“It’s the same dynamic,” he continued. “It’s just that here, I was a little more under the radar, with a little lower profile. [The campaign] is the opposite, because it’s the game of politics. But it includes the same things, in terms of leading and articulating ideas and doing all that.”
A far as politics is concerned, national campaigning is similar to running for a state position, he said. “It’s the same mechanics, just a lot more geography,” Braun said. “And this race in Indiana is attracting a lot of national attention. It’s been a lot of hard work, meeting people and listening, raising resources to make sure you can get your message out. And doing it every day.”
The national political field is filled with negativity, especially by way of the campaign ads that constantly run on television and on social media. Unfortunately, that is part of the process, he said.
“You know that politics has gotten so ornery, in general. It turns a bunch of people off,” he said. “Anybody who knows me, knows the stuff is not true. But that is the sad nature of politics.”
The focus should be on a person’s actions, he said.
“Your record, whether you’re a conservative or a liberal, Republican or Democrat, is going to be always something that should be on trial, because that is what you’re actually doing,” he said.
He doesn’t internalize the negative ads he sees, and hopes that others follow suit.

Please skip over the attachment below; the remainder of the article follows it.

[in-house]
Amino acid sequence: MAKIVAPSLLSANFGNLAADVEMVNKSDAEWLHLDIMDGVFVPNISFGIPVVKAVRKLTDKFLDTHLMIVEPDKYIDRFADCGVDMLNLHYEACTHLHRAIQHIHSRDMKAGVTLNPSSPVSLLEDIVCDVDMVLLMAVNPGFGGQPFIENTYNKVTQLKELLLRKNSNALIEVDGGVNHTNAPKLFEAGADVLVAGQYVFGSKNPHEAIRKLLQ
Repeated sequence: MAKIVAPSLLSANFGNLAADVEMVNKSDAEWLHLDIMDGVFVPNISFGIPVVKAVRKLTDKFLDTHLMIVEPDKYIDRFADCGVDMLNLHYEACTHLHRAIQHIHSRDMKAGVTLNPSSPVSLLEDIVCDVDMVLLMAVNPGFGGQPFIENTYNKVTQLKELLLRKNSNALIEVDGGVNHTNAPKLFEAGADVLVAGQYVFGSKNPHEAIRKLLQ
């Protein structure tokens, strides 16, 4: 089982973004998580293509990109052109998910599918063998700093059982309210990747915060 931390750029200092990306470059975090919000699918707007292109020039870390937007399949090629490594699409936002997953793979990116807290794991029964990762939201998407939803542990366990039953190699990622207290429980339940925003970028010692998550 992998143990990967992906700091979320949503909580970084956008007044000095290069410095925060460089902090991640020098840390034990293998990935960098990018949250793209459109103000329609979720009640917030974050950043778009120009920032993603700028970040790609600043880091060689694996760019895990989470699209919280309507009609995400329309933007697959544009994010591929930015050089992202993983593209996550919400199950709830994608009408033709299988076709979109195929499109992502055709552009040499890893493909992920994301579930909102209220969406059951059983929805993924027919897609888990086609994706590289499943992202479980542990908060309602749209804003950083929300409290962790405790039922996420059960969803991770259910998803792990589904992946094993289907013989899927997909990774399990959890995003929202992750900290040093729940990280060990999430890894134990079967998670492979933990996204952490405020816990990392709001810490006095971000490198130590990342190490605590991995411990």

His family has also had to adjust to seeing and hearing all the political bashing. “They would take the negative stuff a little more personally. It was harder for them to bear,” Braun said. “But now they’ve gotten used it.”
All the bashing has encouraged his wife, Maureen, to become more active in his campaign, including attending events and writing essays and letters supporting her husband.
“She got mad enough about the negative ads that she wanted to get out and tell the truth,” Braun said, smiling. “She is my most ardent supporter.”
Now that he has had more personal experience with campaigning on a national level, Braun said he would still make the same decision he did in August 2017 to run for the U.S. Senate.
“I’d still do it. I think the issues are so significant right now,” he said. “I want to weigh in on issues that are important to Hoosiers.”